At any rate, was NaNoWriMo worth it? Sure. Will I do it again? Who knows? The experience pushed my natural tendency toward neurosis a bit further than it needs to be pushed and the resulting “novel” is certainly not pretty, as was to be expected. I’m a goal-oriented Type A person anyway, so the whole thing stressed me out more than was probably necessary (ie: if I say I’m going to write a novel, I’ll write it. I don’t know if I need a NaNoWriMo experience to accomplish that psychologically), but it was also kind of fun to be able to wear my Winner shirt with pride (yes, I bought one, which I wore all the way through December while I finally got around to decorating the Christmas trees).

If you do decide to tackle NaNoWriMo, however, I highly recommend buying Chis Baty’s No Plot, No Problem! I bought the book and I love how Baty walks Wrimoers through the experience, giving them tips on what to expect at each week of the process. Sure enough, when the month started, I bounded through the week, writing 2,000 + words per day on average. I also recommend using Scrivener as well, if only because it has a word-goal feature–that alone is cool and even though I’ve been using Scrivener for a few years, I didn’t know about the word-goal feature (Of course, I don’t know about a LOT of the Scrivener features….there’s a lot to learn). I intend to use the word-count goal with Scrivener on a regular basis going forward, for all writing projects.

After a couple of weeks of writing, however, I hit some snags. None were due to plot issues or tangles in character–at least not at first–but rather honest-to-God time-constraint issues. Thanksgiving may allow “a built-in holiday,” according to Baty, but as I mentioned in an earlier post, if you are the person who cooks all the food for all the people and decorates the house for the holidays, along with all your other life tasks, this doesn’t leave much time for writing–especially not regimented writing. Throw in a few high-stakes work commitments and some kid-driven dramz and pretty soon, you are about ready to throw in the towel.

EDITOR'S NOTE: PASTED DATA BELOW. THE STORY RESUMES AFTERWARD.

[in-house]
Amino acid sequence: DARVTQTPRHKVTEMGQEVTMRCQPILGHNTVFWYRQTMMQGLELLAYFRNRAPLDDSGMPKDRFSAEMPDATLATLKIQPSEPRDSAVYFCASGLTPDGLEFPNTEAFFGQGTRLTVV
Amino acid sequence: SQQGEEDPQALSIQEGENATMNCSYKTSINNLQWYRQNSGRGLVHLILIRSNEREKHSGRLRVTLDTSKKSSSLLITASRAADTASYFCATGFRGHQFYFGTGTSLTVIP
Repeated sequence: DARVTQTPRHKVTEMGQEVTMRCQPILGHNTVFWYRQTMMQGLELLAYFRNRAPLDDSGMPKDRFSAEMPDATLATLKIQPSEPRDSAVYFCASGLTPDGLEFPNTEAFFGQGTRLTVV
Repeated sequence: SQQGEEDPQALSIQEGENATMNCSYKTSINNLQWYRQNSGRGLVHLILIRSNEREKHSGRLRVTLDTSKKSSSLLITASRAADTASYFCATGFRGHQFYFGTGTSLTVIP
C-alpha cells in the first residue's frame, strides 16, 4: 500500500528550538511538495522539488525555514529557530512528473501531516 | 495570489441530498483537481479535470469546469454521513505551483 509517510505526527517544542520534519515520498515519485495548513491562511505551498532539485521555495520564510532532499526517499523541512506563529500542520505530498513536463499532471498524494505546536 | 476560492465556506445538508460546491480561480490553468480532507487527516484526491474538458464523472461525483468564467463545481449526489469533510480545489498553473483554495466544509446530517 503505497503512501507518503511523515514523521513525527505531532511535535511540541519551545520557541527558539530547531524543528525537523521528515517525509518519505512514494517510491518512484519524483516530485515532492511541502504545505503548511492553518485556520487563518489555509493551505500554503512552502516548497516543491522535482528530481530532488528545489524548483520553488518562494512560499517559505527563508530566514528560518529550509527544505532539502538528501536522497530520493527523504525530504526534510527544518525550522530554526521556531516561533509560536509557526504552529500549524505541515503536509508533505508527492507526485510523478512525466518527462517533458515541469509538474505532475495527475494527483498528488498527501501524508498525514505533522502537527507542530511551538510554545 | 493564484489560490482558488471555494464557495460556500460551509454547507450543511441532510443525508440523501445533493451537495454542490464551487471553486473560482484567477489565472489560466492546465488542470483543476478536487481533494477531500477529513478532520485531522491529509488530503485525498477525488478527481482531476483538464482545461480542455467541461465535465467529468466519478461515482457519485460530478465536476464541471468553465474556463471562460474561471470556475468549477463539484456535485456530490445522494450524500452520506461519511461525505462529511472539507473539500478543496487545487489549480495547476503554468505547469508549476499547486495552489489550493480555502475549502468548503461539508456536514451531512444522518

Which I did. For three days, maybe four, I focused on the rest of my chaotic life, deciding that in the grand scheme of things, giving up on something as insane as NaNoWriMo wasn’t the end of the world…..it’s not like I stopped writing or anything. I do write–just not every single day for a month. I made excuses, excuses, excuses, until some ultra-competitive part of me that doesn’t like to lose kicked in around day four or five and I decided to finish what I started.

And then I did that, too. I kicked it into high gear and allowed myself to write the worst damn piece of crap I have ever probably written, and that includes the drivel I wrote in freshman creative writing seminars (lord, help me). Oh, man, it was bad. I didn’t delete it, but I should.

But I finished it. And I bought a shirt, which I wore with pride, even though most people have no idea why I was wearing a “Winner 2017” shirt. (“Winner of what? Huh? why, again?”) And there IS something to be said for being able to say, “I did that!” Even if what you did was incredibly stupid on the surface.

So, there’s that.

But what lessons did I learn? Here they are, in no specific order:

  • You can do whatever the heck you want to when you really want it. In this case, I wanted to write a complete novel in a month, come hell or high water. Goal accomplished. On with the next one!
  • I AM still a pantser. I feel, though, that if I had more time to linger and didn’t need to “finish” a specific word count, I could have lingered on places that needed lingering a bit longer. It would have been even more fun, given my personality. I was more focused on finishing than having fun. And writing should be fun, after all.
  • Too many characters….I just had too many. IF I rewrite this novel (highly unlikely), I will trim several. I’m no Dostoevsky. Clearly.
  • Make time each day to write–choose some goal (it doesn’t have to be 1,667 words, either)
  • I can write a novel. Damn straight! You can too. 🙂